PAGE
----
Chemosorption of radiometals of interest to nuclear medicine by synthetic melanins

Robertha C. Howell, Andrew D. Schweitzer, Arturo Casadevall, Ekaterina A. Dadachova

Research output: Contribution to journalArticle

Abstract

Introduction: Melanins are high-molecular-weight pigments that are ubiquitous in nature and can also be synthesized in the laboratory from a variety of precursors. Melanins possess numerous interesting physicochemical characteristics, including electromagnetic radiation absorption properties and ability to chelate metals. We have recently reported that melanin has remarkable ionizing-radiation-shielding properties, possibly because it can interact with photons via Compton scattering. We hypothesized that, if administered internally, melanin could play a beneficial role by scavenging various radionuclides, in addition to radiation shielding. Methods: Three melanins were synthesized from dopamine, 3,4-dihydroxyphenylalanine (l-Dopa) and a combination of l-cysteine and l-Dopa. For control, synthetic melanin made from tyrosine polymerization (Sigma) was used. Melanins were characterized by elemental analysis. The chemosorption of 111In, 225Ac and 213Bi by melanins was studied at 37°C for up to 48 h. Results: The C-to-N molar ratios for dopamine, l-Dopa and tyrosine melanins were very close at 7.92, 8.39 and 8.48, respectively, while in mixed l-cysteine/l-Dopa melanin, that ratio was much lower at 3.63. This mixed melanin also contained 22.33% sulfur, thus confirming incorporation of S-containing motifs into its structure. Dopamine, l-Dopa and tyrosine melanins were very similar in their abilities to decrease the activity of 111In, 225Ac and 213Bi and their radioactive daughters in supernatants by >10-fold in comparison with the starting levels, while mixed l-cysteine/l-Dopa melanin was able to chemosorb only 111In. Conclusions: We have demonstrated that synthetic melanins made of diverse precursors can chemosorb 111In, 213Bi and 225Ac, with dopamine, l-Dopa and tyrosine melanins being the most efficient towards all three of these radionuclides. Such properties of synthetic melanins can contribute to the development of the novel melanin-based radioprotective materials.

Original languageEnglish (US)
Pages (from-to)353-357
Number of pages5
JournalNuclear Medicine and Biology
Volume35
Issue number3
DOIs
StatePublished - Apr 2008
Externally publishedYes

Fingerprint

Nuclear Medicine
Melanins
Dihydroxyphenylalanine
Tyrosine
Dopamine
Cysteine
Radioisotopes
Electromagnetic Radiation
Ionizing Radiation
Photons
Sulfur
Polymerization

Keywords

  • 111-Indium
  • 213-Bismuth
  • 225-Actinium
  • Chemosorption
  • Melanin
  • Radiological attack

ASJC Scopus subject areas

  • Cancer Research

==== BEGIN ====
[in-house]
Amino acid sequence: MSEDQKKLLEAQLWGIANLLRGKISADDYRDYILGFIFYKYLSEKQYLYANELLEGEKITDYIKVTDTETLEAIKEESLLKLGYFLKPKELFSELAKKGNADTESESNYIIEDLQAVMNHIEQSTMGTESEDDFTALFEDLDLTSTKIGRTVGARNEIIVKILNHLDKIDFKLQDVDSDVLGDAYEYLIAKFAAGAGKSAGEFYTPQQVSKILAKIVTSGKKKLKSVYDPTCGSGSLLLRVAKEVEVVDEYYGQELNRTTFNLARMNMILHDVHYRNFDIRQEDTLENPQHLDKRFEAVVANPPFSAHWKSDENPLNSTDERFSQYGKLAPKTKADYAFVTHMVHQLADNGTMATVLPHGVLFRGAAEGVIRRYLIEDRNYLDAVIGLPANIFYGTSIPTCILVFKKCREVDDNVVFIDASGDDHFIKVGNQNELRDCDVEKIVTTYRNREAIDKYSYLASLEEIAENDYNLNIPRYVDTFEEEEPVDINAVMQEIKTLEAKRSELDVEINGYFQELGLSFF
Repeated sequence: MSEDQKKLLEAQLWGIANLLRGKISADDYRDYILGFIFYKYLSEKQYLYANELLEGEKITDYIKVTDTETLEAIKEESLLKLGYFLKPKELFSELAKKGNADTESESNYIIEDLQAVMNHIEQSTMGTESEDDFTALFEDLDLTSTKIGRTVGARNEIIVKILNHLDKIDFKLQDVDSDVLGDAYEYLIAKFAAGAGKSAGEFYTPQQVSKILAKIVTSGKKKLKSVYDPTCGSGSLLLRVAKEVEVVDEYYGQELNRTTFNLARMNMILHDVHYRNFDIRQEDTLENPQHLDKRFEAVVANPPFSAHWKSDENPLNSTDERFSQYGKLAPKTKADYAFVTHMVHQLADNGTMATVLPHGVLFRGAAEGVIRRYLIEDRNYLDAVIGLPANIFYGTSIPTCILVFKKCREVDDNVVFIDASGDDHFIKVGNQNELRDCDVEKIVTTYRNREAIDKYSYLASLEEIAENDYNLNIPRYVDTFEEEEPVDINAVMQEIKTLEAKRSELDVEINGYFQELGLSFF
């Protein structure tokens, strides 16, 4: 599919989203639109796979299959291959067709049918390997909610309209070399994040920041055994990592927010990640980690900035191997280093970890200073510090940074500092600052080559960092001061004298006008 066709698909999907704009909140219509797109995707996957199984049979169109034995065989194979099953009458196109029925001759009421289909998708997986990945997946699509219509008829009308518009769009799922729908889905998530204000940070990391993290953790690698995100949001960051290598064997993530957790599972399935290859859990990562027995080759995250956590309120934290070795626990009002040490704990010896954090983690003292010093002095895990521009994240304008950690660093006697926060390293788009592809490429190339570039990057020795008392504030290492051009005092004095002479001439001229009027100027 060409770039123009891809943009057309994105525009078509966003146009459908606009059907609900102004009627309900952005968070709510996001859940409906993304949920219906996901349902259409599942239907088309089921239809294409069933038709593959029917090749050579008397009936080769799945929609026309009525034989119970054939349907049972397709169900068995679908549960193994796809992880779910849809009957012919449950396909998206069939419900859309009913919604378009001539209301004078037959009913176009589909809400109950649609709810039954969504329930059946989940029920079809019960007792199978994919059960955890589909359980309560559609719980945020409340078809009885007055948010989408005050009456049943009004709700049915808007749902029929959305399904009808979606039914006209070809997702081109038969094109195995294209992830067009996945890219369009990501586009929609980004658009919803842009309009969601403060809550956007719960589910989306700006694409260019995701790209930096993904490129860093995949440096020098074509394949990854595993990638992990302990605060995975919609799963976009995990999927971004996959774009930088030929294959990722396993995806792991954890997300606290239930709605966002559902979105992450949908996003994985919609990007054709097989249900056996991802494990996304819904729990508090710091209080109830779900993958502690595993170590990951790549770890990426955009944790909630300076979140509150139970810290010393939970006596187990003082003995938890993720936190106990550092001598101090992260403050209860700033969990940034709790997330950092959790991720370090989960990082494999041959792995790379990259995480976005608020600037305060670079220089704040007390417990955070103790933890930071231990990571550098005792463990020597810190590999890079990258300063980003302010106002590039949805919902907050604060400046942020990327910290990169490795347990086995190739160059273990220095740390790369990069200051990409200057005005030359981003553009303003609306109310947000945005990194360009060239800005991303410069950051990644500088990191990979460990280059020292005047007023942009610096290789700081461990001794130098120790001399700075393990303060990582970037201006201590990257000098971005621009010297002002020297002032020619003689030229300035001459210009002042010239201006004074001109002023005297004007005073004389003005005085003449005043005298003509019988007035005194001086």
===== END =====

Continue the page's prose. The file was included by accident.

• Molecular Medicine
  • Radiology Nuclear Medicine and imaging

Cite this

Chemosorption of radiometals of interest to nuclear medicine by synthetic melanins. / Howell, Robertha C.; Schweitzer, Andrew D.; Casadevall, Arturo; Dadachova, Ekaterina A.

In: Nuclear Medicine and Biology, Vol. 35, No. 3, 04.2008, p. 353-357.

Research output: Contribution to journalArticle

Howell, Robertha C. ; Schweitzer, Andrew D. ; Casadevall, Arturo ; Dadachova, Ekaterina A. / Chemosorption of radiometals of interest to nuclear medicine by synthetic melanins. In: Nuclear Medicine and Biology. 2008 ; Vol. 35, No. 3. pp. 353-357.
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abstract = "Introduction: Melanins are high-molecular-weight pigments that are ubiquitous in nature and can also be synthesized in the laboratory from a variety of precursors. Melanins possess numerous interesting physicochemical characteristics, including electromagnetic radiation absorption properties and ability to chelate metals. We have recently reported that melanin has remarkable ionizing-radiation-shielding properties, possibly because it can interact with photons via Compton scattering. We hypothesized that, if administered internally, melanin could play a beneficial role by scavenging various radionuclides, in addition to radiation shielding. Methods: Three melanins were synthesized from dopamine, 3,4-dihydroxyphenylalanine (l-Dopa) and a combination of l-cysteine and l-Dopa. For control, synthetic melanin made from tyrosine polymerization (Sigma) was used. Melanins were characterized by elemental analysis. The chemosorption of 111In, 225Ac and 213Bi by melanins was studied at 37°C for up to 48 h. Results: The C-to-N molar ratios for dopamine, l-Dopa and tyrosine melanins were very close at 7.92, 8.39 and 8.48, respectively, while in mixed l-cysteine/l-Dopa melanin, that ratio was much lower at 3.63. This mixed melanin also contained 22.33{\%} sulfur, thus confirming incorporation of S-containing motifs into its structure. Dopamine, l-Dopa and tyrosine melanins were very similar in their abilities to decrease the activity of 111In, 225Ac and 213Bi and their radioactive daughters in supernatants by >10-fold in comparison with the starting levels, while mixed l-cysteine/l-Dopa melanin was able to chemosorb only 111In. Conclusions: We have demonstrated that synthetic melanins made of diverse precursors can chemosorb 111In, 213Bi and 225Ac, with dopamine, l-Dopa and tyrosine melanins being the most efficient towards all three of these radionuclides. Such properties of synthetic melanins can contribute to the development of the novel melanin-based radioprotective materials.",